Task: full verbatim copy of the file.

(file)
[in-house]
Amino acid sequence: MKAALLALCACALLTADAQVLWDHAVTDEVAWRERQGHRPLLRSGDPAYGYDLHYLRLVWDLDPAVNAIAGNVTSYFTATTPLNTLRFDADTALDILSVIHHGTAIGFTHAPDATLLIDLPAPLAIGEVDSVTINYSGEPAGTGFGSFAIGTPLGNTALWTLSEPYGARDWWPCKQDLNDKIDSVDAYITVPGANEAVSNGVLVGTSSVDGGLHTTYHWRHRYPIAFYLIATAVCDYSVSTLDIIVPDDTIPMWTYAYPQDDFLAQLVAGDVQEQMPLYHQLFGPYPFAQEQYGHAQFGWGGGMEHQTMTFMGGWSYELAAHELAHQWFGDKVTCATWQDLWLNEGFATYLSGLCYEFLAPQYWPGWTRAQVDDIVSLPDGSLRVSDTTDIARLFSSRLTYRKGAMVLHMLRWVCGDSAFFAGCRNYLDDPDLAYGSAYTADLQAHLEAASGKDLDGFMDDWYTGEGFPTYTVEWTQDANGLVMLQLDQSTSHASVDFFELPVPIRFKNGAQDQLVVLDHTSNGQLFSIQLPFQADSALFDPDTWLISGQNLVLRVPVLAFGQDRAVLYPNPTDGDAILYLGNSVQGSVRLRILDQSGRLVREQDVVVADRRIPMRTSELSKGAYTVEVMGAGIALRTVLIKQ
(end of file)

[in-house]
Amino acid sequence: MKAALLALCACALLTADAQVLWDHAVTDEVAWRERQGHRPLLRSGDPAYGYDLHYLRLVWDLDPAVNAIAGNVTSYFTATTPLNTLRFDADTALDILSVIHHGTAIGFTHAPDATLLIDLPAPLAIGEVDSVTINYSGEPAGTGFGSFAIGTPLGNTALWTLSEPYGARDWWPCKQDLNDKIDSVDAYITVPGANEAVSNGVLVGTSSVDGGLHTTYHWRHRYPIAFYLIATAVCDYSVSTLDIIVPDDTIPMWTYAYPQDDFLAQLVAGDVQEQMPLYHQLFGPYPFAQEQYGHAQFGWGGGMEHQTMTFMGGWSYELAAHELAHQWFGDKVTCATWQDLWLNEGFATYLSGLCYEFLAPQYWPGWTRAQVDDIVSLPDGSLRVSDTTDIARLFSSRLTYRKGAMVLHMLRWVCGDSAFFAGCRNYLDDPDLAYGSAYTADLQAHLEAASGKDLDGFMDDWYTGEGFPTYTVEWTQDANGLVMLQLDQSTSHASVDFFELPVPIRFKNGAQDQLVVLDHTSNGQLFSIQLPFQADSALFDPDTWLISGQNLVLRVPVLAFGQDRAVLYPNPTDGDAILYLGNSVQGSVRLRILDQSGRLVREQDVVVADRRIPMRTSELSKGAYTVEVMGAGIALRTVLIKQ